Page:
It’s a modest year for the Hugo Awards short story shortlist. There are no major highs or lows on the list this year. Two of the stories are a little disappointing and two are pretty good.
“Amaryllis” by Carrie Vaughn (Lightspeed, June 2010)
“For Want of a Nail” by Mary Robinette Kowal (Asimov’s, September 2010)
“Ponies” by Kij Johnson (Tor.com, November 17, 2010)
“The Things” by Peter Watts (Clarkesworld, January 2010)
The stories from weakest to strongest: “Ponies” is a very short, very slight story about mean girls and their talking, flying, unicorn ponies. It distantly recalls Shirley Jackson’s well-known short story “The Lottery.” “Ponies” may be an allegory for something (as was much discussed here). It’s too tiny a wisp of a story to bear any weight at all.
“Amaryllis” is set in a resource-scarce future, which is becoming a popular science fiction setting recently, and revolves around a communal family with a fishing boat who make do with limited circumstances. The setting is well done. The characters are bland and the story is uneventful. The only conflict in the story, with a dishonest weight inspector, is too-easily resolved.
“For Want of a Nail” is another resource-scarce future, set aboard a generation starship where high tech items and repair parts are limited to supplies that were anticipated and packed by great-grandparents. A young woman, Rava, attempts to repair a damaged computer AI and discovers that the AI has been corrupted and that it has been covering for an important member of the community. As the extent of the problem is revealed the story is appropriately tense. The characterizations are solid and the story resolves well.
“The Things” is an inverted retelling of the movie “The Thing,” from the viewpoint of the alien creature. There were two movies: John Carpenter’s “The Thing” (1982) and Howard Hawks’ “The Thing from Another World” (1951) were both based on the often-reprinted 1938 story “Who Goes There?” by John W. Campbell, Jr., about the discovery of an alien spacecraft in the ice in Antarctica and the shape-changing alien survivor. The story was retold, again, in the episode “Ice” in the first season of “The X-Files” (1993). I’ve seen or read all of these prior versions, yet even those who have not will have no problem following the story. A simple inversion of viewpoint isn’t enough to make a successful story and the author does more than that. The first-person alien narrator discovers differences in biology between itself and the humans and goes on a rambling rant about it. It was interesting, even if I wasn’t persuaded by the argument. The story suffers when compared, inevitably, to the prior year’s story “The Island” by the same author, which was quite a bit stronger. “The Island” also featured unusual alien biology. The story went on to win a well-deserved best novelette Hugo Award at Aussiecon 4, held in Melbourne in 2010.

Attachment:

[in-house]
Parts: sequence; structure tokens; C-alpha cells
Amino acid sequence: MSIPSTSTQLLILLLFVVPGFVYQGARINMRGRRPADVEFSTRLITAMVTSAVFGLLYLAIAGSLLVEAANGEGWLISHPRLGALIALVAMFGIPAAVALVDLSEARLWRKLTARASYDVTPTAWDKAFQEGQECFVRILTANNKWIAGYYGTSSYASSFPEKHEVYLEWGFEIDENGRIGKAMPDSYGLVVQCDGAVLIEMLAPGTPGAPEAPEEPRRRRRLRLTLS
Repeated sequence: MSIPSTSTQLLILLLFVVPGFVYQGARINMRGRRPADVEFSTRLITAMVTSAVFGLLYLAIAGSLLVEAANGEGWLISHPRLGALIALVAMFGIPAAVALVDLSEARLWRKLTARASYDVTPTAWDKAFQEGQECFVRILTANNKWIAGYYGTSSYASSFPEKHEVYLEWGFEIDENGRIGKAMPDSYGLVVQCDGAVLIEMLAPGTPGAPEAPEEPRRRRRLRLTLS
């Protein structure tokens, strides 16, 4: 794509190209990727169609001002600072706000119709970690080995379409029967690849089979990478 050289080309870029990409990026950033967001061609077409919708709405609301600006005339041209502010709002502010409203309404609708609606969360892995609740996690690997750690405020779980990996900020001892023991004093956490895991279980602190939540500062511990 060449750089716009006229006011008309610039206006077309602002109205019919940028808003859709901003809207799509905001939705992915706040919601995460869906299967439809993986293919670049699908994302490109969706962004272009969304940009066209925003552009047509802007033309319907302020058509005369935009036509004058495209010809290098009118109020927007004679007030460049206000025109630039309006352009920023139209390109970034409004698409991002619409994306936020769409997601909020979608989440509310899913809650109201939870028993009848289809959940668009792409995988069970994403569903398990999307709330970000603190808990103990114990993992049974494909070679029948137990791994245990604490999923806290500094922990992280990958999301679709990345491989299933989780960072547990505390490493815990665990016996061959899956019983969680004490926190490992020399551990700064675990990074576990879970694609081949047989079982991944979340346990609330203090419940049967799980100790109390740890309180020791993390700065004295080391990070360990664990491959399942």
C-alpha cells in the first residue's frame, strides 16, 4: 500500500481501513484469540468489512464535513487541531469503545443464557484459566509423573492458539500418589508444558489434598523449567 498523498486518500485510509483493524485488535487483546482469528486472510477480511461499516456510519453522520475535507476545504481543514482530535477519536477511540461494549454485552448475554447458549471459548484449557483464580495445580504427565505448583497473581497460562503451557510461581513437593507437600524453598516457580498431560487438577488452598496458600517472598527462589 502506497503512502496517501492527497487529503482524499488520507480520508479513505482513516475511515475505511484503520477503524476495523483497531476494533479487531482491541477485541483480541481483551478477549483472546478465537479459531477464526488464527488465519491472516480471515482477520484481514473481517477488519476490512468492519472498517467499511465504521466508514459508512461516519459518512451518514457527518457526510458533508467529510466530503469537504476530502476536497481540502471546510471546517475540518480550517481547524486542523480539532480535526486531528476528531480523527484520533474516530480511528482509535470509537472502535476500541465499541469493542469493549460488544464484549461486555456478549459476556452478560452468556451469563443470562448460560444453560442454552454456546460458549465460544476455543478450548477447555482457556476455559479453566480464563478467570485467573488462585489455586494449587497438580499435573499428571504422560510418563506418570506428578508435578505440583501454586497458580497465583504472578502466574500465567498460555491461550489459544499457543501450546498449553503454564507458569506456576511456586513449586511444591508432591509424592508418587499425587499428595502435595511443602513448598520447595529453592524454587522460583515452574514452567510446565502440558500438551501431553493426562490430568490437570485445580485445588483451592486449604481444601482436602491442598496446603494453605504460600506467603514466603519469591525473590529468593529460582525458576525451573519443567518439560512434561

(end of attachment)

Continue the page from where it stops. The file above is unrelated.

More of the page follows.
Rankings for the SF Strangelove Hugo Awards ballot for short story:
1. “The Things” by Peter Watts (Clarkesworld, January 2010) (read the story)
2. “For Want of a Nail” by Mary Robinette Kowal (Asimov’s, September 2010) (read the story in PDF format)
3. “Amaryllis” by Carrie Vaughn (Lightspeed, June 2010) (read the story)
4. “Ponies” by Kij Johnson (Tor.com, November 17, 2010) (read the story)
This category of the ballot isn’t particularly strong this year. Readers looking for better stories will find them in any of the best of the year anthologies that collected the best short fiction of 2010. Here are the four covering science fiction that I rely on:
The Year’s Best Science Fiction: 28th Annual Collection,
edited by Gardner Dozois (St. Martin’s)
The Best Science Fiction and Fantasy of the Year: Volume Four,
edited by Jonathan Strahan (Night Shade Books)
The Year’s Best Science Fiction & Fantasy: 2011,
edited by Rich Horton (Prime)
Year’s Best SF 16,
edited by David G. Hartwell and Kathryn Cramer (Harper/Voyager)
The 2011 Hugo Awards will be presented August 20, 2011, at Renovation, the World Science Fiction Convention to be held in Reno, Nevada.
A brief review of “The Island” by Peter Watts
2011 Hugo Nominees
Reactions to the 2011 Hugo Nominees (best novella category)